Though UPA’s initial portfolio was primarily government contract work, the studio was allowed to experiment with new techniques and styles that previously had only been considered during moments of psychedelic abstraction in Fantasia (1940). UPA went on to produce animated series Mr. Magoo (1949–1961) and Gerald McBoing Boing (1950–57) along with hundreds of commercial shorts. The cost-efficiency of UPA’s animation techniques and the remarkable contrast of their work compared to that of Disney’s made a significant impact on Western animation, with the “UPA style” adopted by Warner, Hanna-Barbera and MGM amongst many other now-lesser known but once significant studios.
Unsurprisingly, the heavyweights behind this dynamic shift in content — animation veterans like Bob McIntosh, Bobe Cannon and Jules Engel — all cite Picasso, Henri Matisse, Paul Klee and Joan Miró as major influences for their Modern works, and a large number of influential media studio employees were Eastern European and Jewish migrants, fleeing genocide and oppressive regimes in their homelands in the early 20th Century.
Rewind a few years. While Walt Disney Studios were finishing production of their first animated feature film Snow White in 1937, Hungarian polymath and bastion of Modernism György Kepes moved to the US and began to teach at the New Bauhaus (now the IIT Institute of Design) in Chicago, Illinois. In 1942, he was among the art faculty at Brooklyn College, New York; and by 1944, Kepes began to mentor a prolific artist named Saul Bass. Bass’ work became ubiquitous throughout the remains of the 20th Century and into the 21st, with the most famous of his works being a product of the culmination of Bauhaus-borne disciplines, notably (but not exclusive to) Modernism and the New Swiss Style.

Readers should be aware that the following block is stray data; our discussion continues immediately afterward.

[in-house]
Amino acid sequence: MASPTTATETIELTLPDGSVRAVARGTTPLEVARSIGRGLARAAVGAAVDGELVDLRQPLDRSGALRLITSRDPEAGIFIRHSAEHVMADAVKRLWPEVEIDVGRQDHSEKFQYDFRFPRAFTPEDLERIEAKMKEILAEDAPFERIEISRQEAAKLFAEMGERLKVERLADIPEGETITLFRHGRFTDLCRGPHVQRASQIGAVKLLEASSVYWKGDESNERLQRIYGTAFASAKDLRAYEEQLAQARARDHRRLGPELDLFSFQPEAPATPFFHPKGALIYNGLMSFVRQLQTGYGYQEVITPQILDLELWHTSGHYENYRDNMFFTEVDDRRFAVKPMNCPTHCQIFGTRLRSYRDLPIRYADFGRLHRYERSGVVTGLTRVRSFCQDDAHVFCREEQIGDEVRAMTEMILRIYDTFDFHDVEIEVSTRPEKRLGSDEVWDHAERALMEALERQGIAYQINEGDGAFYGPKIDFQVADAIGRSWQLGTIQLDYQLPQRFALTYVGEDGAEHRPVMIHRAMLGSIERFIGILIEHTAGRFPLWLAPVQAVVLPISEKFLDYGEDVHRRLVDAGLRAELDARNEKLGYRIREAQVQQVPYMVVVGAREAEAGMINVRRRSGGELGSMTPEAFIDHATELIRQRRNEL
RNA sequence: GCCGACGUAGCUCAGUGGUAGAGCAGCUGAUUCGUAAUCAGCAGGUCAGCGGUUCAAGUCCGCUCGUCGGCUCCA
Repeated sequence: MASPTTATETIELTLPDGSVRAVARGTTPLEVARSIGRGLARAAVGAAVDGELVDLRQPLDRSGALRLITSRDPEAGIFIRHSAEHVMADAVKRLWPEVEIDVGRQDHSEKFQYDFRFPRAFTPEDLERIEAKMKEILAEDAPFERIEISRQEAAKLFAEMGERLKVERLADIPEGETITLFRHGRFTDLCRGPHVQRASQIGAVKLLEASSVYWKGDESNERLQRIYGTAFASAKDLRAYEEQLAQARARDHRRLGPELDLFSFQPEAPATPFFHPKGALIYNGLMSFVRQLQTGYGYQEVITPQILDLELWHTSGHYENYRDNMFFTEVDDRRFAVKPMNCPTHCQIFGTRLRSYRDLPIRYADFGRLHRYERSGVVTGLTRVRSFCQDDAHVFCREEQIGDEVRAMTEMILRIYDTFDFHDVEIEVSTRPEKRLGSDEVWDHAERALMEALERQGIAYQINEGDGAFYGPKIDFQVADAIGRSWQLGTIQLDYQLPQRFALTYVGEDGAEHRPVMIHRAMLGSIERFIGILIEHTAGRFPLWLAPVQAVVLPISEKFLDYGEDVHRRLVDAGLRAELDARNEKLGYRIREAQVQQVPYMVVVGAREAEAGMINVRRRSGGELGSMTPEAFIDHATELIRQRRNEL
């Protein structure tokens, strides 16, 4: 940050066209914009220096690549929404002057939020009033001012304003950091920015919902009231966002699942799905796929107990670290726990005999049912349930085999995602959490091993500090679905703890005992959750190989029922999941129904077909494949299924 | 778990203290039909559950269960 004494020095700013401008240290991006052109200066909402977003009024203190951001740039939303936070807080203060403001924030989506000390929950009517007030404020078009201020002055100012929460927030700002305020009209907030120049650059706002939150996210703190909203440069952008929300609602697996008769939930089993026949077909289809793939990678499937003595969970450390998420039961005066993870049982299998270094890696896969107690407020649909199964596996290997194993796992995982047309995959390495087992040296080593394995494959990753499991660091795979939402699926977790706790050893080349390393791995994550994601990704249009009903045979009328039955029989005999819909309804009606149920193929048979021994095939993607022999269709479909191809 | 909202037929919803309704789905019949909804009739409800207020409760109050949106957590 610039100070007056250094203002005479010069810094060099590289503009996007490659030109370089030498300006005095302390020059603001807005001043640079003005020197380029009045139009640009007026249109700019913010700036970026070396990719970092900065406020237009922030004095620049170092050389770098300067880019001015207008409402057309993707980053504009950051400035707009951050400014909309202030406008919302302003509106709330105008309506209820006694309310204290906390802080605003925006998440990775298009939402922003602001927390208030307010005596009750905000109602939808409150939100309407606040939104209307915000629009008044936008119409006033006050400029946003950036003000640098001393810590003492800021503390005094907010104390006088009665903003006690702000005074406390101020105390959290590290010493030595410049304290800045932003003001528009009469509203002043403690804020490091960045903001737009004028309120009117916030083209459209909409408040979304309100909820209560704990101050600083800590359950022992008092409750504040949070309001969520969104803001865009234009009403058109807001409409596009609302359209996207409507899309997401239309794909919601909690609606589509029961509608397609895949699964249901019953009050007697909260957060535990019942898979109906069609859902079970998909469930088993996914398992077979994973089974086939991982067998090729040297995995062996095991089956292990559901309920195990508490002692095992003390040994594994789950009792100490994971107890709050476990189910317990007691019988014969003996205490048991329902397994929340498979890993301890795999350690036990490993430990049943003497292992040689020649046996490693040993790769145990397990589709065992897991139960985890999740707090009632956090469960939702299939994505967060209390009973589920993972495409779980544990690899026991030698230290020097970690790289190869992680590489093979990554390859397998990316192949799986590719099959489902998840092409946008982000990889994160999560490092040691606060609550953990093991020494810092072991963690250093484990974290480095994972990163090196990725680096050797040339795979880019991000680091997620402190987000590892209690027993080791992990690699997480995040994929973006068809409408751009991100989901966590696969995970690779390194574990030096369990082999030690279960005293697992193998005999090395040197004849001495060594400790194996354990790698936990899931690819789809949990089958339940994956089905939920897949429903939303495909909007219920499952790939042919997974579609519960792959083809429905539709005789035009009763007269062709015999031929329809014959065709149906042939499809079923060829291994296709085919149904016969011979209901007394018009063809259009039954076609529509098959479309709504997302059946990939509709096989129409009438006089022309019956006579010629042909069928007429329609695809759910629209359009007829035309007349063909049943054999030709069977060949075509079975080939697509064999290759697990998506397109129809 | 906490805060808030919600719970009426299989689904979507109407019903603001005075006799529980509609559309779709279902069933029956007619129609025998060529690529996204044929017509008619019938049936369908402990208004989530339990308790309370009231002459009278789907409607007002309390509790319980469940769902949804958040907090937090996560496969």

In the years following WWII and leading into the Cold War, various European empires and unions slowly began to decolonise countries and dependent territories they had claimed ownership of from as early as the 16th Century. No longer willing or sometimes able to support their foreign investments, European colonisers disposed of the majority of their responsibilities to their investments. This varied from degrees of suzerainty to full independence—though often there would still be financial and military ties between new sovereign nations and their former indirect rulers, allowing for the easy exploitation of goods and labour.
Many incidences of decolonisation resulted in bloody repatriation and governments left in crisis as they were logistically and financially abandoned at the beginning of their self-rule. Indian Independence and the subsequent Partition in 1947 created a rushed and tenuous tabula rasa from which to grow a new national identity. The decline in colonial rule, a resurgence of nationalism, and a less Eurocentric perspective gave way to the localisation of manufactured goods (as these new sovereign nations were no longer obliged to import goods from other colonies), and “Indianised” advertising material.